Kids have a way of seeing their parents as individuals who have not made mistakes.  When parents share their own struggles (in an age appropriate fashion), it can help children open up more and know that they won’t be judged and that parents can understand.

It is important to not assume your child will have the same feelings you have had, so in sharing a story from your past, don’t make assumptions about him feeling the same way.   Just share your own story, and allow him to listen and take it in.

Take opportunities on a regular basis to share good and bad experiences you’ve had in your own life, and you’ll see that your child will feel more comfortable coming to you to share about himself.  It is a lot easier to talk to someone who isn’t perfect and who may have been through a similar thing or two!

Refrain from being judgmental. 

Don’t make statements that are assumptions.  Validate your child’s feelings rather than correcting them.  For instance, if he talks about a teacher at school and says, “She was so mean to me!” then respond with “I understand what you are saying” or “I can see why you would feel that way.”  Don’t correct his feelings when he just wants to vent.  Allow him to feel heard.

Be a reflective listener. 

I often will hear a child who doesn’t feel heard by his parents voice his grievances in family therapy.  Parents will then talk over him and correct him, seemingly arguing that the child’s feelings aren’t valid or rooted in truth.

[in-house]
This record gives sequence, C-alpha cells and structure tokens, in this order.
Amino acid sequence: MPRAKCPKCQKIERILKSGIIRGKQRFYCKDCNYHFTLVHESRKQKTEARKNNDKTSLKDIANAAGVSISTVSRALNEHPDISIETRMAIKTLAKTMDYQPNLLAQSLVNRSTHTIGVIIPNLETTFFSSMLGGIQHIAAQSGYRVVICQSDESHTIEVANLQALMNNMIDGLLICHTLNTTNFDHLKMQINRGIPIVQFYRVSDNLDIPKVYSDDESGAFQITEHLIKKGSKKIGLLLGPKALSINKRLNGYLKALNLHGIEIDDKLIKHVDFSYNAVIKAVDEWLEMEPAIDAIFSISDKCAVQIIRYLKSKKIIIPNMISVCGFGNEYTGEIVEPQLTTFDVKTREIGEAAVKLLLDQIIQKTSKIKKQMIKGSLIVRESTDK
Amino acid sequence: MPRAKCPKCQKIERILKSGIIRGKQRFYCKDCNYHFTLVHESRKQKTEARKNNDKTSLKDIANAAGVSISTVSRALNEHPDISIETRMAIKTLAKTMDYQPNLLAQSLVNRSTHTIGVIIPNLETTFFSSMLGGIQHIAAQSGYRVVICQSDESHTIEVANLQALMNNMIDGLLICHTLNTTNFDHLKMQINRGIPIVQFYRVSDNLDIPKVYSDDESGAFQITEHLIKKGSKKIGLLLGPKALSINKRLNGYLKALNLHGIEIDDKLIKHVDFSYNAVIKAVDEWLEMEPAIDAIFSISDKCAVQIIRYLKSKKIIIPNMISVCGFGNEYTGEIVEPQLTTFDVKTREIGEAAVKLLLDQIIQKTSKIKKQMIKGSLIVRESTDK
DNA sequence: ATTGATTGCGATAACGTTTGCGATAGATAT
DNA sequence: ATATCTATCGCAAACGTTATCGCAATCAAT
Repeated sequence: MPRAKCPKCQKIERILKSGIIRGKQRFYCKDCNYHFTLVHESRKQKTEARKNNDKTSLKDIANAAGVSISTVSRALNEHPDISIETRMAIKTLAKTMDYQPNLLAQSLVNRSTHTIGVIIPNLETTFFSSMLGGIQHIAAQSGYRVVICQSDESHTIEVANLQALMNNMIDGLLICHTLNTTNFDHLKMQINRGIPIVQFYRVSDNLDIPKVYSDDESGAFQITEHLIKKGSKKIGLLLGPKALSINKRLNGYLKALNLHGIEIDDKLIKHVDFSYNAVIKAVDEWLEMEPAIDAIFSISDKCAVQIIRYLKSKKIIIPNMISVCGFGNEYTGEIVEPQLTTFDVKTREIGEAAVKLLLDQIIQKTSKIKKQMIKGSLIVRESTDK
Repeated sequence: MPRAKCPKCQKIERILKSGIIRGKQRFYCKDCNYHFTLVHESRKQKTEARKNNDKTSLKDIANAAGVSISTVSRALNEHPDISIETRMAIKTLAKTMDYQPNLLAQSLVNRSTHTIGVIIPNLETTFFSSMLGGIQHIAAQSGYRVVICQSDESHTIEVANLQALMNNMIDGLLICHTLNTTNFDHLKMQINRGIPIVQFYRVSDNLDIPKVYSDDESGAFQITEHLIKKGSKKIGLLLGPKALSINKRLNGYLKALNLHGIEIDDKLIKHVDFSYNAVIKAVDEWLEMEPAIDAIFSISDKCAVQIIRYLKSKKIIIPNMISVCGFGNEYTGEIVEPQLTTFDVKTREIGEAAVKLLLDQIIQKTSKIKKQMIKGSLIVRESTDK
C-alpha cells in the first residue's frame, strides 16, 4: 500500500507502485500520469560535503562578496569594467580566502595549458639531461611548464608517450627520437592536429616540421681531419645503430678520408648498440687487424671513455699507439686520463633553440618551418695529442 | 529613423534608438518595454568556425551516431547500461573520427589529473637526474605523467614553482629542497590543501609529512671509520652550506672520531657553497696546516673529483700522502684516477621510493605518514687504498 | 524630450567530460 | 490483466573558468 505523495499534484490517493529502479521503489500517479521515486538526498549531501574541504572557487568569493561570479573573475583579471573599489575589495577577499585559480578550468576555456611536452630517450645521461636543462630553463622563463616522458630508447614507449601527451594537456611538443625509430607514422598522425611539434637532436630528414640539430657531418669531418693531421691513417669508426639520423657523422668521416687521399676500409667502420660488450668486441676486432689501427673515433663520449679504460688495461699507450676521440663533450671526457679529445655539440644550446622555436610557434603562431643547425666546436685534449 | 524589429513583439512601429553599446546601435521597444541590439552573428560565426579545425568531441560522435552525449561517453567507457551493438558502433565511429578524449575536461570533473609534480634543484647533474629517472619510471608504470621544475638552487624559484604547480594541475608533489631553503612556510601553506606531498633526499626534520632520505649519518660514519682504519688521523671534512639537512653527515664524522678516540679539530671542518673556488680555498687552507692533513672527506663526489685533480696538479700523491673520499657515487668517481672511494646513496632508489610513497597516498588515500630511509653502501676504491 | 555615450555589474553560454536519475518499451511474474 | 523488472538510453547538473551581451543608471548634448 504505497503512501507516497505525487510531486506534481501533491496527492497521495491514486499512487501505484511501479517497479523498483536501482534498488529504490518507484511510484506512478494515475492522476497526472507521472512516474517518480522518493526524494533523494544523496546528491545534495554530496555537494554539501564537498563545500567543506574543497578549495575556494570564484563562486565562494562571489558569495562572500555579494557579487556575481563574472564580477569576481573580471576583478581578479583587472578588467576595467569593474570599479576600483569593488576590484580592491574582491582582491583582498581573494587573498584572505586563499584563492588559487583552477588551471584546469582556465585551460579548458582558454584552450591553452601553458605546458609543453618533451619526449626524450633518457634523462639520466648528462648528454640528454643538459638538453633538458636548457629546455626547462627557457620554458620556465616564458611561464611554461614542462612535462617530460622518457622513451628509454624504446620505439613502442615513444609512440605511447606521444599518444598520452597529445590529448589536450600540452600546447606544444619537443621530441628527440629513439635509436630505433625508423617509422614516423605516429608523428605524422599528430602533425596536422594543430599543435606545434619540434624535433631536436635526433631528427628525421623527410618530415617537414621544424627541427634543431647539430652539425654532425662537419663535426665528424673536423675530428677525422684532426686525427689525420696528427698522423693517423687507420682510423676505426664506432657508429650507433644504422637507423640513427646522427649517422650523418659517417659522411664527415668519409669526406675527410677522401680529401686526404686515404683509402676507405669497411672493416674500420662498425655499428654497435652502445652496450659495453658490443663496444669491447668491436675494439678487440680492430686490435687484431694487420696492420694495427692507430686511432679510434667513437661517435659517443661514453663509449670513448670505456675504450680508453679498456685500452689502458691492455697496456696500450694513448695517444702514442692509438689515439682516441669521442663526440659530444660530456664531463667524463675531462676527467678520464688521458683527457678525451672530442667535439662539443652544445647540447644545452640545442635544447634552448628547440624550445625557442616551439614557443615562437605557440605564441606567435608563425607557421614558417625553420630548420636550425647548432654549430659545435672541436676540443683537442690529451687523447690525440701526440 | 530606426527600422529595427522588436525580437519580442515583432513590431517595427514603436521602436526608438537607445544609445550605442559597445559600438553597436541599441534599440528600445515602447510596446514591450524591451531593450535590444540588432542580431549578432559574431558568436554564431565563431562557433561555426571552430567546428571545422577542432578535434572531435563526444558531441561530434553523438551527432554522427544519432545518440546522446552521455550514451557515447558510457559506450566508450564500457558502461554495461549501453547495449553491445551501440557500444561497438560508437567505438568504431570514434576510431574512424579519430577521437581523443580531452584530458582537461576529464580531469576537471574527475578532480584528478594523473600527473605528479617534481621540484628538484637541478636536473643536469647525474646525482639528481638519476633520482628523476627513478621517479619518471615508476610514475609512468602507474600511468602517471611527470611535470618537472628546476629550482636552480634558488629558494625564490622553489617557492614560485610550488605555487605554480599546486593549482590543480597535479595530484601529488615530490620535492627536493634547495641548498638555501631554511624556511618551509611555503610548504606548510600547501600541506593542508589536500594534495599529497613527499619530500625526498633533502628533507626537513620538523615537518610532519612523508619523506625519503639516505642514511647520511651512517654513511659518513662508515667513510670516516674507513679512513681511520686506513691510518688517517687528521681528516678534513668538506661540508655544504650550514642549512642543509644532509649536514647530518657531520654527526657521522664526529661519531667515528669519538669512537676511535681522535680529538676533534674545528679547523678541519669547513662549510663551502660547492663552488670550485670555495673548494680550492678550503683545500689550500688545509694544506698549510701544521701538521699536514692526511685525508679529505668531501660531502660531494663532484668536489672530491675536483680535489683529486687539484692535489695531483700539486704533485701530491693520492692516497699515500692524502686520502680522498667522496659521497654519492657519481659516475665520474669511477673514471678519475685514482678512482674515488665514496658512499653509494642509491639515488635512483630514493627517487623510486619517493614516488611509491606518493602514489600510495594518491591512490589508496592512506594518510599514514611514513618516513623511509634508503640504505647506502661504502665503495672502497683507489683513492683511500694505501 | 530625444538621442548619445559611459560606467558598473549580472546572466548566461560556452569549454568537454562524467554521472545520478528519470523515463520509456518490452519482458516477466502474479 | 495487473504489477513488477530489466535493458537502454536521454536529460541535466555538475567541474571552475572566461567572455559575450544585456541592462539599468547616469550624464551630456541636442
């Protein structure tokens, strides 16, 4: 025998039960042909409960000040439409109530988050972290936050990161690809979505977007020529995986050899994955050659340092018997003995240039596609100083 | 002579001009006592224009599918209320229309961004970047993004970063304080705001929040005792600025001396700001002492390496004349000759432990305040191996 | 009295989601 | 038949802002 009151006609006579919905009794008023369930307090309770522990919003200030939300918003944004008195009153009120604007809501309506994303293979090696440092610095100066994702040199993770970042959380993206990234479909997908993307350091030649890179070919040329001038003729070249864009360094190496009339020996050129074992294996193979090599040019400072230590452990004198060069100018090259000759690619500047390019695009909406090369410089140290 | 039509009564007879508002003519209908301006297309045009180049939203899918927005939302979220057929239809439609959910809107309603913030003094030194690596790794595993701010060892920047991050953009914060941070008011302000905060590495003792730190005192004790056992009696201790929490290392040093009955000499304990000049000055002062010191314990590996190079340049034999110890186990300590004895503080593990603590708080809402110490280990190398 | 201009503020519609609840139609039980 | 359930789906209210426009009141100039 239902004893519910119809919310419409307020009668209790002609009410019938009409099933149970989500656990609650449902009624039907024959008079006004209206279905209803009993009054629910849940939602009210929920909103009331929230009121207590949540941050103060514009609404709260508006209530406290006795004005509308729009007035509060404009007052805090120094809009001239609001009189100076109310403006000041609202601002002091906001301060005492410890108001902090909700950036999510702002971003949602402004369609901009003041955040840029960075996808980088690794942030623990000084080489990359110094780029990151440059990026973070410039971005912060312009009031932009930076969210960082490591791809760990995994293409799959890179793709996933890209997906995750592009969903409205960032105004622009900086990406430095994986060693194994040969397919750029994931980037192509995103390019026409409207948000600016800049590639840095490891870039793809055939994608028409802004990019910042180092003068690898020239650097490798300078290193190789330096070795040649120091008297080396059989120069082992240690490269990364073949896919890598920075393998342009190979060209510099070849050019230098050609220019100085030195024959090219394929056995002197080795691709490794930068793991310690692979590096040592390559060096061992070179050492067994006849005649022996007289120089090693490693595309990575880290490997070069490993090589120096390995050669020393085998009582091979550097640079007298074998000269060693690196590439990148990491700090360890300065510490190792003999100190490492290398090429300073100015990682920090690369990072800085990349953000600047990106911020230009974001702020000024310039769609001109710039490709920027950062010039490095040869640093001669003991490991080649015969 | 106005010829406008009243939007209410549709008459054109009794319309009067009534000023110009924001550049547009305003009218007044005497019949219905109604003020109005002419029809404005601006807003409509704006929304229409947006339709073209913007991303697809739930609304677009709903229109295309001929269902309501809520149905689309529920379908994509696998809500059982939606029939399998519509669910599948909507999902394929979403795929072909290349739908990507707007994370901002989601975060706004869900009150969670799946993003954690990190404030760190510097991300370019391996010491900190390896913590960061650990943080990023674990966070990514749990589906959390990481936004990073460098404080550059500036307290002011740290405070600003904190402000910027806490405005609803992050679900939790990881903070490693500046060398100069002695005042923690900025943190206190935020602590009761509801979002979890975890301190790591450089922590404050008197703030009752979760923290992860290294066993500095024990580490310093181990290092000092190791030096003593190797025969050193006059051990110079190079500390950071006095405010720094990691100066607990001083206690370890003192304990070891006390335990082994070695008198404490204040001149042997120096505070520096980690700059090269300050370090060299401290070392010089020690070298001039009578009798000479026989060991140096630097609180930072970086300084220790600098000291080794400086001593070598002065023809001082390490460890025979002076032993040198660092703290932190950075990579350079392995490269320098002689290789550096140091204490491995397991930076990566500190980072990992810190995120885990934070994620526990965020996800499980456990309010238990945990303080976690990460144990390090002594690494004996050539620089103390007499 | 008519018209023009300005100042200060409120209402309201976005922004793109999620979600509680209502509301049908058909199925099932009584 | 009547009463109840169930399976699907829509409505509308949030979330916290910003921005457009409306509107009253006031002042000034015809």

Imagine if you felt strongly about something and wanted to tell someone you love.  Now imagine that the person talks over you and tries to correct your version of the story and invalidate your feelings.  You might feel shut down and upset.

When your child shares his feelings with you, reflect those feelings back.  For instance, if he says “You never listen to me!  You just don’t get it!” Respond with “I am sorry you feel like I don’t understand.  I want to understand.”  instead of “Yes I do understand! That isn’t true!”   The former response validates and draws a child closer, while the latter promotes distance.

Be consistent.

We often want changes in our children overnight.  When we make time for our children and are intentional in seeking them out for deeper conversation, it can feel hurtful when their behaviors don’t shift right away.

Be encouraged.  Your persistence in pursuing your child’s heart is so important.  Keep it up.  Children take time to let their parents in.  They want to know that you will keep trying.  The time will come when you recognize that none of your efforts were ever lost on your child.

If you feel your child may be depressed or chronically anxious, seek out professional help.

Seeking out professional help through a therapist, counselor, or psychiatrist can be of help to you and your child if struggles continue.  Children who are depressed often present as irritable and easily frustrated.  Children who are anxious may act out toward others rather than talk about what is bothering them.  Some children will become avoidant, and focus on pleasing family when they fear that talking may wound loved ones or worsen conflict.

Never feel you have to tackle all of this on your own.  A behavioral health professional can help your child feel better and provide the support you both need.

 

“14 And over all these virtues put on love, which binds them all together in perfect unity.” – Colossians 3:14